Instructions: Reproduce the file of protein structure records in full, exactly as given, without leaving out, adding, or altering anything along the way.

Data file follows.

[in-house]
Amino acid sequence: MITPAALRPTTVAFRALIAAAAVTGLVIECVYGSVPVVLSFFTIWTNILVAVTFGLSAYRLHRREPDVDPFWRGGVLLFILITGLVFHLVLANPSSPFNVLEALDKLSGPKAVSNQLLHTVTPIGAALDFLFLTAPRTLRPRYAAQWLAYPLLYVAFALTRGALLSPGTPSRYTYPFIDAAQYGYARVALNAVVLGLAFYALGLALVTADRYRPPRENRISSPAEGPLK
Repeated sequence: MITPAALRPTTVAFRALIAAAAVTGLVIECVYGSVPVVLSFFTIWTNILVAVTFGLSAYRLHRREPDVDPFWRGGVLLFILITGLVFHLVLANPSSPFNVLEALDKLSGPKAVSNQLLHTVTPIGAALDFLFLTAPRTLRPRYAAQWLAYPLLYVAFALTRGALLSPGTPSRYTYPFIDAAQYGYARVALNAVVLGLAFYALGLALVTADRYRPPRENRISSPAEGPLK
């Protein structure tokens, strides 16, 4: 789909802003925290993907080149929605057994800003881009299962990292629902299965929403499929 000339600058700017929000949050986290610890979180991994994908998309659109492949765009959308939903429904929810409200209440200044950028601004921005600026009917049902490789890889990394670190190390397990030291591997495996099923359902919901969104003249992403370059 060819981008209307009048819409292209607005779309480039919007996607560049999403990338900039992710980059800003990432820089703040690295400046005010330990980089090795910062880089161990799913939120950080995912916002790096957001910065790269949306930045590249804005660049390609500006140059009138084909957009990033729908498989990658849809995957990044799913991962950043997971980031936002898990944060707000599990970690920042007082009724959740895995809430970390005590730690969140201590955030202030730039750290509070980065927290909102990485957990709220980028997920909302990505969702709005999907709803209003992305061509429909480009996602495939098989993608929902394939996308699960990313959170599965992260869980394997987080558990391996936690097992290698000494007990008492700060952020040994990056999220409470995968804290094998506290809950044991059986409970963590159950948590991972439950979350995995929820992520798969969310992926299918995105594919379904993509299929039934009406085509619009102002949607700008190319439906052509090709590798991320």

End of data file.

[in-house]
Amino acid sequence: MITPAALRPTTVAFRALIAAAAVTGLVIECVYGSVPVVLSFFTIWTNILVAVTFGLSAYRLHRREPDVDPFWRGGVLLFILITGLVFHLVLANPSSPFNVLEALDKLSGPKAVSNQLLHTVTPIGAALDFLFLTAPRTLRPRYAAQWLAYPLLYVAFALTRGALLSPGTPSRYTYPFIDAAQYGYARVALNAVVLGLAFYALGLALVTADRYRPPRENRISSPAEGPLK
Repeated sequence: MITPAALRPTTVAFRALIAAAAVTGLVIECVYGSVPVVLSFFTIWTNILVAVTFGLSAYRLHRREPDVDPFWRGGVLLFILITGLVFHLVLANPSSPFNVLEALDKLSGPKAVSNQLLHTVTPIGAALDFLFLTAPRTLRPRYAAQWLAYPLLYVAFALTRGALLSPGTPSRYTYPFIDAAQYGYARVALNAVVLGLAFYALGLALVTADRYRPPRENRISSPAEGPLK
């Protein structure tokens, strides 16, 4: 789909802003925290993907080149929605057994800003881009299962990292629902299965929403499929 000339600058700017929000949050986290610890979180991994994908998309659109492949765009959308939903429904929810409200209440200044950028601004921005600026009917049902490789890889990394670190190390397990030291591997495996099923359902919901969104003249992403370059 060819981008209307009048819409292209607005779309480039919007996607560049999403990338900039992710980059800003990432820089703040690295400046005010330990980089090795910062880089161990799913939120950080995912916002790096957001910065790269949306930045590249804005660049390609500006140059009138084909957009990033729908498989990658849809995957990044799913991962950043997971980031936002898990944060707000599990970690920042007082009724959740895995809430970390005590730690969140201590955030202030730039750290509070980065927290909102990485957990709220980028997920909302990505969702709005999907709803209003992305061509429909480009996602495939098989993608929902394939996308699960990313959170599965992260869980394997987080558990391996936690097992290698000494007990008492700060952020040994990056999220409470995968804290094998506290809950044991059986409970963590159950948590991972439950979350995995929820992520798969969310992926299918995105594919379904993509299929039934009406085509619009102002949607700008190319439906052509090709590798991320």